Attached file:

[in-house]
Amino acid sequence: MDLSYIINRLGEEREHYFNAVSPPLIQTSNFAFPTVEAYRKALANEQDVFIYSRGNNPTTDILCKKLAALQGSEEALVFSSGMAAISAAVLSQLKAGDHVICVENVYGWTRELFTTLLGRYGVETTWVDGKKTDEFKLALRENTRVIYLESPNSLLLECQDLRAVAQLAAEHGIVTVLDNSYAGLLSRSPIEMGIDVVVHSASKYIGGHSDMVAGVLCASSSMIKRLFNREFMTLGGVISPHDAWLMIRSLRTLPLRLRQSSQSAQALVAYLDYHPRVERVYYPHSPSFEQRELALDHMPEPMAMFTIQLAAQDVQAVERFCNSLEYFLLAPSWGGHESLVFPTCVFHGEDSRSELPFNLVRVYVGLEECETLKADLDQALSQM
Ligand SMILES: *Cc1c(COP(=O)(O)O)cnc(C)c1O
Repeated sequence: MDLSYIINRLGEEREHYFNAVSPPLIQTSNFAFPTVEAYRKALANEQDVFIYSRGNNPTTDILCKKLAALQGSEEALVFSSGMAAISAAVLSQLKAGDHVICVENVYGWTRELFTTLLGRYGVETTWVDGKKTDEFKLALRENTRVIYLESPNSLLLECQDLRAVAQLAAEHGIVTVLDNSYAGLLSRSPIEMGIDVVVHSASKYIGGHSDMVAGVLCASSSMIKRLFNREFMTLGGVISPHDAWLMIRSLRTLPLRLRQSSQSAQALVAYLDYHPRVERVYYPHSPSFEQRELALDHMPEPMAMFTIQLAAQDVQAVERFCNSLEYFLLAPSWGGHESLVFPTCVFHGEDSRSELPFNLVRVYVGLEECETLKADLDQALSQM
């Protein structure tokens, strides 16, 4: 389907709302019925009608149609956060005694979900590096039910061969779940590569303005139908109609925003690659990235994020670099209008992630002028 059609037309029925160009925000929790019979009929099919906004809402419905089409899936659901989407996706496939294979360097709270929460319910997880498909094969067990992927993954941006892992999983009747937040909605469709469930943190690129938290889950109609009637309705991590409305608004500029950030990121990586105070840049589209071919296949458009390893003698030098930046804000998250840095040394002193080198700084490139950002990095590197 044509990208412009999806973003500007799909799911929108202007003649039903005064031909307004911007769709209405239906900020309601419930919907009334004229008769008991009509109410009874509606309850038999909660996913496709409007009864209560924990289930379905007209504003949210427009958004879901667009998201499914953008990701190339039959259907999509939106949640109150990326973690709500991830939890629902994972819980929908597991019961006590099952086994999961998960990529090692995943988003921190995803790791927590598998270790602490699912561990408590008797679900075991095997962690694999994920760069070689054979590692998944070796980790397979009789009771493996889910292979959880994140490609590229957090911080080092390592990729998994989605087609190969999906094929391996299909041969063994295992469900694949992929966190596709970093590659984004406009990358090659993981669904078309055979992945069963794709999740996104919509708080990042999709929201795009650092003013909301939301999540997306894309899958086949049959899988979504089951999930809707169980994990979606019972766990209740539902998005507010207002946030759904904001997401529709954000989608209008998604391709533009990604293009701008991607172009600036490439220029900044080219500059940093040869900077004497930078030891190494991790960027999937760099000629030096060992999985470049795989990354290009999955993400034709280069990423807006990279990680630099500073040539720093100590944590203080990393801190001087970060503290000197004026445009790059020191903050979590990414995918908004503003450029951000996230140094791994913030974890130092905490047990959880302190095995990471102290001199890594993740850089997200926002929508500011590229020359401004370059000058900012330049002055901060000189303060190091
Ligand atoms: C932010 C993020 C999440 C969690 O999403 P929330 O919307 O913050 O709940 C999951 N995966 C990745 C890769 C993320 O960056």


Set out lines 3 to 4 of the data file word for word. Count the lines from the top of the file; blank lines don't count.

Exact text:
Ligand SMILES: *Cc1c(COP(=O)(O)O)cnc(C)c1O
Repeated sequence: MDLSYIINRLGEEREHYFNAVSPPLIQTSNFAFPTVEAYRKALANEQDVFIYSRGNNPTTDILCKKLAALQGSEEALVFSSGMAAISAAVLSQLKAGDHVICVENVYGWTRELFTTLLGRYGVETTWVDGKKTDEFKLALRENTRVIYLESPNSLLLECQDLRAVAQLAAEHGIVTVLDNSYAGLLSRSPIEMGIDVVVHSASKYIGGHSDMVAGVLCASSSMIKRLFNREFMTLGGVISPHDAWLMIRSLRTLPLRLRQSSQSAQALVAYLDYHPRVERVYYPHSPSFEQRELALDHMPEPMAMFTIQLAAQDVQAVERFCNSLEYFLLAPSWGGHESLVFPTCVFHGEDSRSELPFNLVRVYVGLEECETLKADLDQALSQM